James Andrew Maclean, 22, Sydney, is charged with three counts of trafficking in cocaine; three counts of conspiracy to traffic and a single count of trafficking in cocaine. He is scheduled to enter pleas to the charges Dec. 2.

Damion David Wilson, 32, Sydney, is charged with two counts of conspiracy to traffic in cocaine and a single count of possession for the purpose of trafficking in cocaine. He is scheduled to enter pleas to the charges Dec. 2.

Daniel Clarke Hynes, 25, Sydney, is charged with two counts of conspiracy to traffic; and single counts of possession, possession for the purpose of trafficking and trafficking, all relating to cocaine. He is scheduled back in court Dec. 1 to enter pleas.

An arrest warrant remains in effect for Michael William Giordano, 43, Montreal, who is charged with conspiracy to traffic in steroids.

Kyle James Kabatay, 22, Sydney, is charged with four counts of conspiracy to traffic in cocaine and marijuana and three counts of breaching court orders. He is scheduled back in court Dec. 2 to enter pleas. He continues on remand at the correctional centre.

Aimee Lynn Graham, 29, Howie Centre, is charged with two counts of conspiracy to traffic in cocaine and a single count of trafficking in cocaine.

Sarah Danielle Steele, 20, of Sydney, is charged with three counts of conspiracy to traffic in illegal drugs; two counts of trafficking in marijuana and single counts of trafficking in pot and theft. She is scheduled back in court Nov. 20 to enter pleas.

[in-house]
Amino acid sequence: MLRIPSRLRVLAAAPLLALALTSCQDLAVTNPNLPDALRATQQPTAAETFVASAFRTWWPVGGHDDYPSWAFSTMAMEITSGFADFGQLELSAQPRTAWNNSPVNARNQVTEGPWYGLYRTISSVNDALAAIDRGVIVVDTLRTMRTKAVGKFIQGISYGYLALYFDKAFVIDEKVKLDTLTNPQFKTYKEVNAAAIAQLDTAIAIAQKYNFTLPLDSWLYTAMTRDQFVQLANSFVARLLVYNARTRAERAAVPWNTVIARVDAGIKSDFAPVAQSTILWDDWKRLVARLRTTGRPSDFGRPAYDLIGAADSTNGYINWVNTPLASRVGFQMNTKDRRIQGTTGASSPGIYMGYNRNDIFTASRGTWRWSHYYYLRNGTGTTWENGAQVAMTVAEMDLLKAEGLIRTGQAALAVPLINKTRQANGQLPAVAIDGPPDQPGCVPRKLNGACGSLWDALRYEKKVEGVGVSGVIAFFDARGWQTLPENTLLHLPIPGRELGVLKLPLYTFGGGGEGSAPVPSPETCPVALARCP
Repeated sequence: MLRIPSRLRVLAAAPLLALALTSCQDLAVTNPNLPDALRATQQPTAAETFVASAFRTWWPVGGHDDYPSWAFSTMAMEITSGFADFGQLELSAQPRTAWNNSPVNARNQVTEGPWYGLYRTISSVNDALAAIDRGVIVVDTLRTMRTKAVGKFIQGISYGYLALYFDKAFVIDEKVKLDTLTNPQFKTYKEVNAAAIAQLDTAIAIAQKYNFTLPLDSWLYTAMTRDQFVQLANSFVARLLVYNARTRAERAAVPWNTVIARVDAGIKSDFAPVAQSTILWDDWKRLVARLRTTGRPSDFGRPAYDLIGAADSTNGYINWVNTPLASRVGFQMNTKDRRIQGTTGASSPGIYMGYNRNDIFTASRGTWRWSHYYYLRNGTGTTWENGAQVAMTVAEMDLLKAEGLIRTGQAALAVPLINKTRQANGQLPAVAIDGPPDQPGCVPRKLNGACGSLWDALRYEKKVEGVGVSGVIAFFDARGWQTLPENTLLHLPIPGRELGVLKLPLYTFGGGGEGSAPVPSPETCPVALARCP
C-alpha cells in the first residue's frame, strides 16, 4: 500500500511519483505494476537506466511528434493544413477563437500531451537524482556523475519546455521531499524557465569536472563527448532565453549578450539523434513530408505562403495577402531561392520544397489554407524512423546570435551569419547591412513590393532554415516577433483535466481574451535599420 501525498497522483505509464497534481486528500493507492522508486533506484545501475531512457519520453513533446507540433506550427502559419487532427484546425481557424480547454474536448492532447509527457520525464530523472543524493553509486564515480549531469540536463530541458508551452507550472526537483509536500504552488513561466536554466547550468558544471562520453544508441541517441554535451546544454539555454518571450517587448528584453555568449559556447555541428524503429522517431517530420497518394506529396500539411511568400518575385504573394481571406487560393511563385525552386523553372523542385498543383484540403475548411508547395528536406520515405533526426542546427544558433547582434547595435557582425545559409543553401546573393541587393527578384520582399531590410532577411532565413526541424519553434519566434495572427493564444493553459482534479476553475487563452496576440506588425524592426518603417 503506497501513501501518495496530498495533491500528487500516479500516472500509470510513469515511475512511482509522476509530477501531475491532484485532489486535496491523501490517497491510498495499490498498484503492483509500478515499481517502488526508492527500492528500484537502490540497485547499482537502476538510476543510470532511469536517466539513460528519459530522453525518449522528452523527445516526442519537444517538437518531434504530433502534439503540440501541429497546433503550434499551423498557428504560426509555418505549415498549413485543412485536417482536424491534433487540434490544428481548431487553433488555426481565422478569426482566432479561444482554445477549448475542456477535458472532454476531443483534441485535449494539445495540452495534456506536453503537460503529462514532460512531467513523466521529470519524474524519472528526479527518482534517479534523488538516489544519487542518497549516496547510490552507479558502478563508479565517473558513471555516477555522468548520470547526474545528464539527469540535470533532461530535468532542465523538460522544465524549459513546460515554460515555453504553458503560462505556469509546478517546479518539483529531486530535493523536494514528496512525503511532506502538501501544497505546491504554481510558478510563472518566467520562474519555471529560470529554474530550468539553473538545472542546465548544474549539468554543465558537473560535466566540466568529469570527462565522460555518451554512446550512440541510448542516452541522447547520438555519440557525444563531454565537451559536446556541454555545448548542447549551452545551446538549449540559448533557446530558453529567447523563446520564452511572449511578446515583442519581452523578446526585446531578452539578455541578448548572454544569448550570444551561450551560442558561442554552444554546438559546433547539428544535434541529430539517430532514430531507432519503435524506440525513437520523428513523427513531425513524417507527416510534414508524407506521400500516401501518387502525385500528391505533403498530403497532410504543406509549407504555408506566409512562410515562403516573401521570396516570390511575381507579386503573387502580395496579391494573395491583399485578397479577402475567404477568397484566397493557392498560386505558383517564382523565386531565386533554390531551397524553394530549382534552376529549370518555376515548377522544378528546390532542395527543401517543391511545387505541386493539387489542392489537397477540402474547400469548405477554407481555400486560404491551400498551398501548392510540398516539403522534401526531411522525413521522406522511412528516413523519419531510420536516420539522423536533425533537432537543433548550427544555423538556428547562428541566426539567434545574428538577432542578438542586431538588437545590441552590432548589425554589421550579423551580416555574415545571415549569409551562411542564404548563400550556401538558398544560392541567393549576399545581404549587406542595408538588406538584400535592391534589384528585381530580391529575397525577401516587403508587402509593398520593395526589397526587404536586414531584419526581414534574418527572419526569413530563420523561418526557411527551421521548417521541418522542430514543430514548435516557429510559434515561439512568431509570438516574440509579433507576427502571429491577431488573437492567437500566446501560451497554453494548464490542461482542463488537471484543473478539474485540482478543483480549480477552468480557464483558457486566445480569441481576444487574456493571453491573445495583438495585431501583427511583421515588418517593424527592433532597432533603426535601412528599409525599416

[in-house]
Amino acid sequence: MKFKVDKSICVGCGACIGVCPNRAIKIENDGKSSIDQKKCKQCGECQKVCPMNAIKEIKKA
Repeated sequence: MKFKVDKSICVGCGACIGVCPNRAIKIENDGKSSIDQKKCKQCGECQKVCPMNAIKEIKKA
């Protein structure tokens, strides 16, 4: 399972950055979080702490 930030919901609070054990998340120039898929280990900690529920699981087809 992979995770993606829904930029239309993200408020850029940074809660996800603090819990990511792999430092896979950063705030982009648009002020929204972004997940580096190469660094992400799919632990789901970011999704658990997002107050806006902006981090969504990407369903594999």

Jonathan David MacCoy, 21, Sydney, is charged with two counts of conspiracy to traffic in cocaine. He is scheduled back in court Dec. 2 to enter pleas.

Matthew Gerrard Wall, 23, Dartmouth, is charged with conspiracy to traffic in marijuana and is scheduled back in court Nov. 23 to enter a plea.

Robert Lloyd Leblanc, 30, Sydney, is charged with two counts of conspiracy and single counts of possession for the purpose of trafficking and with trafficking. Both deal with cocaine.

MACINTOSH GRANTED BAIL

MacIntosh granted bail during appeal

MacIntosh Leaving Court

 

 
By THE CANADIAN PRESS
Thu, Oct 7 – 1:23 PM

 

A former Nova Scotia businessman has been granted bail while he appeals his convictions for molesting two boys in the 1970s.

Justice Joel Fichaud of the Nova Court of Appeal ruled today that 67-year-old Ernest Fenwick MacIntosh would be under house arrest at his residence in Halifax, and permitted brief outings for his medical appointments and to purchase groceries.

MacIntosh must also put up $60,000 and a property he owns in Port Hawkesbury as surety while he waits for his appeal to be heard, which is set for May 10.

The former telecommunications executive has been in jail since July 20 when he was convicted by a Nova Scotia Supreme Court justice of 13 charges of indecent assault and gross indecency.

In September, Justice Simon MacDonald gave him a four-year sentence, calling the crimes “repugnant” and saying it was important to send the message that society abhors the abuse of children.

MacIntosh received two years’ credit for his time in remand, leaving him only two years less a day to serve on his sentence.